By Oliver Lyttelton | www.oliverlyttelton.com September 4, 2012 at 1:37PM
If you had to pick the final film to be completed after a forty-year career of over one hundred films, you’d certainly hope for one as masterful as “Mysteries Of Lisbon,” the four-hour 2010 epic that proved to be the last completed directorial effort from Chilean-born, French-settled filmmaker Raúl Ruiz. An internationally acclaimed Portugese-language costume drama, it’s one of the richest films of the last few years, and one that certainly served as a fitting crowning accomplishment.
But given that Ruiz made an average of two-and-a-half films a year, one would perhaps not be surprised to learn that it wasn’t quite the end of the story. The director had completed shooting on “Night Across The Street” before his death in August last year, with the film premiering at Cannes this May. But even that wasn’t all – he’d been prepping another Portugese epic, “Linhas de Wellington,” (or “Lines of Wellington”) before he passed. The flim was ultimately finished by his widow, and regular collaborator, Valeria Sarmiento – also a recognized, award-winning director in her own right -- with an all-star international cast stacked with past Ruiz collaborators, and a title dedication to the late director: “For Raúl Ruiz, who prepared this film.”
Penned by Carlos Saboga, the film is set in Portugal in 1810, as Napoleon’s army, led by Marshal Masséna (Melvil Poupaud), marches through the country. As it opens, the Portugese army, aided by English troops and leadership from Viscount Wellington (John Malkovich), have just won a famous victory at the Battle of Bussaco, but are still woefully outnumbered. In order to have any chance of seeing off the French for good, they must race to Lisbon, where Wellington has ordered the secret construction of enormous fortifications, where they can make one final stand.
Along the way, Sarmiento introduces us to a vast cast of characters, although the focus is principally on Chico Xavier (Nuno Lopes), a dedicated Portugese officer who falls in love with the wife (Jemima West) of a dead English colleague; and Pedro Alencar (Carloto Cotta), his 20-year-old lieutenant who’s survived a musket ball to the brain, who with the help of deserting Franciscan poet Bordalo (Adriano Luz), must get through hostile, French-held territory and catch up with his army.
Also knocking around are flirtatious British 17-year-old Clarissa (Victoria Guerra), British soldier Major Jonathan Foster (Marcello Urgeghe), distraught, bookish Vicente de Almeida (Filipe Vargez), who’s searching for his missing wife, prostitute Irma (Elsa Zylberstein), Xavier’s colleague Zé Maria (Jose Afonso Pimental), and a few dozen others – there are HBO shows with smaller casts than this film (and indeed, an extended three-part miniseries version will air in Portugal).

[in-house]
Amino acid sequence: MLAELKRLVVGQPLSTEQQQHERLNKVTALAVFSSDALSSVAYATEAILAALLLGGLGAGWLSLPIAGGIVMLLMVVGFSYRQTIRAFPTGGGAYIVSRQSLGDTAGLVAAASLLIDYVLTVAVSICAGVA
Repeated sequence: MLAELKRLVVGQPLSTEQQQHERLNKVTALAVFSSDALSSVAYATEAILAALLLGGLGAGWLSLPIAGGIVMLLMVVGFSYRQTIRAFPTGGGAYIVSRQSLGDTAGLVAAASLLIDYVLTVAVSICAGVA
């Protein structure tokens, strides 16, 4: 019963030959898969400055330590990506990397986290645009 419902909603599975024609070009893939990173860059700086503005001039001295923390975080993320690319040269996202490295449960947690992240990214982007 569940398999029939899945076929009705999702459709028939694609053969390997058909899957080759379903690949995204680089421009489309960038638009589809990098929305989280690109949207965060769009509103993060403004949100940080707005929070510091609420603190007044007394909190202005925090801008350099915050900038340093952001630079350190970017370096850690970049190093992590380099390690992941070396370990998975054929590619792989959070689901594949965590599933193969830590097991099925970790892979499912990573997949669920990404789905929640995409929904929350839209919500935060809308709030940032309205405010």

Although the constraints of the budget are sometimes felt a little bit, there’s a striking painterly quality to the film, particularly with the Goya-esque landscapes of devastation. There’s a real classicism to the filmmaking, which is not to say that Sarmiento is afraid to move the camera – the film opens with a bravura tracking shot across the aftermath of a battle, and the epic quality of the shots is consistently impressive.
Though quite languidly paced at two-and-a-half hours, the length feels necessary just to lay out the whole tapestry: from generals and officers to farmers and prostitutes, Sarmiento attempts to give a complete view of the war (although it should be said that the French are mostly portrayed as rather faceless villains).
As you might imagine, though, some of the storylines are more effective than others. The film is at its most gripping during Pedro’s travels, particularly when he come across an unhinged warrior priest, and in his relationship with Bordalo (a very fine performance from Luz, who was one of the leads in “Mysteries of Lisbon”). Xavier’s section, meanwhile, is quite different, more concerned with the common soldier’s view of the conflict, and while the romance section is somewhat underserved, at least in this cut, Lopes gives a superb, deeply sad turn which anchors much of the film.
Others aren’t as successful. Vicente’s quest for his wife, and his relationship with a desperate street child he takes under his wing, feel somewhat anemic and out of place. But far worse is the stuff involving Clarissa, who sleeps with Major Foster, and flirts with a number of others. Both Guerra and Urgeghe are Portugese, but have bafflingly been cast as English characters, and their performances (the accents in particular) are terrible. Given that native speakers like West and Malkovich (who has fun as a narcissistic Wellington, more concerned with his portraits than with the war) are in the film, it’s a very curious choice, and one that works firmly to the detriment of the film, at least for Anglophone audiences.
Also a little puzzling, though not so much of a problem, is the way the biggest names get the least to do. Michel Piccoli, Isabelle Huppert and Catherine Deneuve share a single, somewhat extraneous scene as a Swiss merchant, his wife and sister-in-law, but they at least have more to do than Chiara Mastroianni, who gets about six lines, or Mathieu Amalric, who gets about three. Perhaps they all have something more substantial to do in the TV cut.
That’s more of a nitpick, though. “Linhas de Wellington” isn’t going to reinvent the wheel – it’s somewhat turgid, and hardly exceptional. But it’s also handsome, generally well acted when the performers stick to their first language, and a detailed and smart look at a point in history that’s likely little-known outside of Portugal. One suspects that Raul Ruiz would feel a little proud. [B-]